On the other
hand, gastric intubation with 25 mg cypermethrin per kg bodyweight (ca. 20-40% LD50; see below for discussion) for 28 d resulted in reduced bodyweight in male Wistar rats . Consumption of α-cypermethrin or curcumin alone did not affect the activities of the liver damage markers ALT, ALP, and AST in plasma in the present experiment (Table 2). The combined intake of α-cypermethrin with curcumin significantly increased plasma ALT, but not ALP or AST activities. However, because the activities of liver enzymes remained within the reference KU 57788 ranges for healthy rats  in all groups, this statistically significant increase is likely without biological importance. In support of our
data, even high-dose feeding of 420 mg cypermethrin/kg selleck inhibitor BW for 6 months did not result in increases in serum liver enzymes in rats . Even the increases in the activities of liver enzymes in cypermethrin-exposed rats observed in some studies  and  remained within the reference ranges for healthy rats and are thus not indicative of hepatic injury. Hence, it appears that statistically significant effects on liver enzymes that remained within the boundaries of normal biological variation have in the past been incorrectly interpreted as pesticide-induced liver damage in some studies. α-Cypermethrin was only present in organs of animals fed the pesticide, but not of control and curcumin only-fed animals (Table 3). The fat-soluble α-cypermethrin accumulated in adipose tissues at concentrations of up to 9.8 μg/g tissue, whereas its contents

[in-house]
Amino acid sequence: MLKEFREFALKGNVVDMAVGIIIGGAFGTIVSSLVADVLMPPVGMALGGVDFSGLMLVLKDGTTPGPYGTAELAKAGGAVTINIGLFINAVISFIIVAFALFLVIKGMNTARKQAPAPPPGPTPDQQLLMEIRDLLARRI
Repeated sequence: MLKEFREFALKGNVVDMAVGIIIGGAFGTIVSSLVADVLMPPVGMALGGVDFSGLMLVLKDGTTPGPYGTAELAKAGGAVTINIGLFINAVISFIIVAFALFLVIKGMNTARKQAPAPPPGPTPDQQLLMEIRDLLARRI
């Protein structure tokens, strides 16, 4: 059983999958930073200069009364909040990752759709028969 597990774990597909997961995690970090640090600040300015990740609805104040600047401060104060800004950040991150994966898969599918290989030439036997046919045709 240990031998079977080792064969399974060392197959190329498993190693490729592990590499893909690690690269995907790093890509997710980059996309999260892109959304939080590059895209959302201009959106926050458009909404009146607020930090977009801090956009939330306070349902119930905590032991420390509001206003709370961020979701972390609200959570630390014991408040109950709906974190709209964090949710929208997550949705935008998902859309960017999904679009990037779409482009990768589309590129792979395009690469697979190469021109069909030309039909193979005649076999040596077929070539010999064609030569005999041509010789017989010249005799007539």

(in descending order) were much lower in kidney, liver, and brain tissues. The simultaneous ingestion of curcumin did not alter α-cypermethrin concentrations in any of these tissues (Table 3). The higher concentrations of α-cypermethrin residues in adipose compared to brain and other tissues is in agreement with observations in male Sprague-Dawley rats given a single oral dose of a mixture of four pyrethroids (each administered at 3 mg/kg bodyweight; including cypermethrin) dissolved in glycerol formal. These authors proposed that the higher concentrations and longer persistence of the pesticides in adipose tissue may be due to its slower metabolism and lack of over enzymes required for pyrethroid hydrolysis . Similarly, cypermethrin concentrations in rats orally administered a single dose of a mixture of six pyrethroids (of which 29% were cypermethrin) in corn oil (total pyrethroids, 27.4 mg/kg bodyweight; cypermethrin, 8 mg/kg bodyweight) were higher in adipose tissue (1.07 μg/g), than in the brain (0.14 μg/g) and liver (0.40 μg/g) 2.5 h after dosing . The higher α-cypermethrin concentrations in the adipose tissues of our animals are likely explained by the longer intervention period (7 weeks vs.